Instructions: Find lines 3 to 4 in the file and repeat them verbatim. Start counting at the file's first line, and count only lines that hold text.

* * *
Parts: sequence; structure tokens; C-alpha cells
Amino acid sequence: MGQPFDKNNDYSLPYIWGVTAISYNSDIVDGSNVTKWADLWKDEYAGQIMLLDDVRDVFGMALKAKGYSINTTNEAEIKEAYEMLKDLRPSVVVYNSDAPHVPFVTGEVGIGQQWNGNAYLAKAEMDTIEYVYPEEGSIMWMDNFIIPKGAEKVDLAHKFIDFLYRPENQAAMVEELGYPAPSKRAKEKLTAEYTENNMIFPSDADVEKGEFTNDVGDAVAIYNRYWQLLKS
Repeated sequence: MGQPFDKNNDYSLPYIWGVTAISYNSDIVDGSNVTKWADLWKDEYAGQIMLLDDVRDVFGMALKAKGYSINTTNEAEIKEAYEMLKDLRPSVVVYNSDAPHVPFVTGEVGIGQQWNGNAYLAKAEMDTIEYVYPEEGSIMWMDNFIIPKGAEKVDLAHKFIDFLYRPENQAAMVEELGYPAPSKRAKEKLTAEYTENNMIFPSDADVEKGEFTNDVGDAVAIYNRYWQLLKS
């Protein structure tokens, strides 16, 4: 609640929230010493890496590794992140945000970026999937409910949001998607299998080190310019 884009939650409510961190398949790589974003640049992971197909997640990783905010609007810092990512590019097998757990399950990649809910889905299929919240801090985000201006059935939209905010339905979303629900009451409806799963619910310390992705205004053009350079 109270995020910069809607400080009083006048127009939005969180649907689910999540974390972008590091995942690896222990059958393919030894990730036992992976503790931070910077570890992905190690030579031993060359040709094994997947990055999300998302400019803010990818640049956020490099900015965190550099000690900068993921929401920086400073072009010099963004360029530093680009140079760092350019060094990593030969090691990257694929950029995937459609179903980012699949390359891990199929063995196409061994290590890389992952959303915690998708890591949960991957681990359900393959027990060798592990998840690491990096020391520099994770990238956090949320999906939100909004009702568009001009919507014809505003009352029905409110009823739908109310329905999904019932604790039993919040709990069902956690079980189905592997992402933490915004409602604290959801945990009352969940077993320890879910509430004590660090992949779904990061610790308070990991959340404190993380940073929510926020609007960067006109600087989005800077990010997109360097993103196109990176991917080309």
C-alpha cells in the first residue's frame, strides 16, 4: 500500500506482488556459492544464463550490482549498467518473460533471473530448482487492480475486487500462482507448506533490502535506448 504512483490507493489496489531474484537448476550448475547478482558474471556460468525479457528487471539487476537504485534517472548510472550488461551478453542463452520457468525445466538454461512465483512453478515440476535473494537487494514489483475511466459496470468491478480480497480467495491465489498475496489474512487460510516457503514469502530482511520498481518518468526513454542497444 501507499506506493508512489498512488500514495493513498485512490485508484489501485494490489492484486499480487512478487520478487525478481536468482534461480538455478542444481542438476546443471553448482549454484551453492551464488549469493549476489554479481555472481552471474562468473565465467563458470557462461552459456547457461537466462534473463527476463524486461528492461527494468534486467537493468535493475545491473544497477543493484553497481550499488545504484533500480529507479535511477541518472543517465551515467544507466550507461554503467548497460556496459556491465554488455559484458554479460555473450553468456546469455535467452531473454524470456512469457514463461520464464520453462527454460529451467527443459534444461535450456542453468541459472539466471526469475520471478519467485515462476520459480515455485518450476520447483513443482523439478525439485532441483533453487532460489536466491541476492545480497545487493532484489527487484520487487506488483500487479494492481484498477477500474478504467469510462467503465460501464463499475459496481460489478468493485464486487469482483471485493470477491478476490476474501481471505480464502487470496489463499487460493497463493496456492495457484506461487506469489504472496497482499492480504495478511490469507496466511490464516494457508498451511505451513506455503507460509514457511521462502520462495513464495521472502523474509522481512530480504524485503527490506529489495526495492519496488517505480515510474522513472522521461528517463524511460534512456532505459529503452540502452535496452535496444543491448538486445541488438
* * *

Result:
Repeated sequence: MGQPFDKNNDYSLPYIWGVTAISYNSDIVDGSNVTKWADLWKDEYAGQIMLLDDVRDVFGMALKAKGYSINTTNEAEIKEAYEMLKDLRPSVVVYNSDAPHVPFVTGEVGIGQQWNGNAYLAKAEMDTIEYVYPEEGSIMWMDNFIIPKGAEKVDLAHKFIDFLYRPENQAAMVEELGYPAPSKRAKEKLTAEYTENNMIFPSDADVEKGEFTNDVGDAVAIYNRYWQLLKS
């Protein structure tokens, strides 16, 4: 609640929230010493890496590794992140945000970026999937409910949001998607299998080190310019 884009939650409510961190398949790589974003640049992971197909997640990783905010609007810092990512590019097998757990399950990649809910889905299929919240801090985000201006059935939209905010339905979303629900009451409806799963619910310390992705205004053009350079 109270995020910069809607400080009083006048127009939005969180649907689910999540974390972008590091995942690896222990059958393919030894990730036992992976503790931070910077570890992905190690030579031993060359040709094994997947990055999300998302400019803010990818640049956020490099900015965190550099000690900068993921929401920086400073072009010099963004360029530093680009140079760092350019060094990593030969090691990257694929950029995937459609179903980012699949390359891990199929063995196409061994290590890389992952959303915690998708890591949960991957681990359900393959027990060798592990998840690491990096020391520099994770990238956090949320999906939100909004009702568009001009919507014809505003009352029905409110009823739908109310329905999904019932604790039993919040709990069902956690079980189905592997992402933490915004409602604290959801945990009352969940077993320890879910509430004590660090992949779904990061610790308070990991959340404190993380940073929510926020609007960067006109600087989005800077990010997109360097993103196109990176991917080309």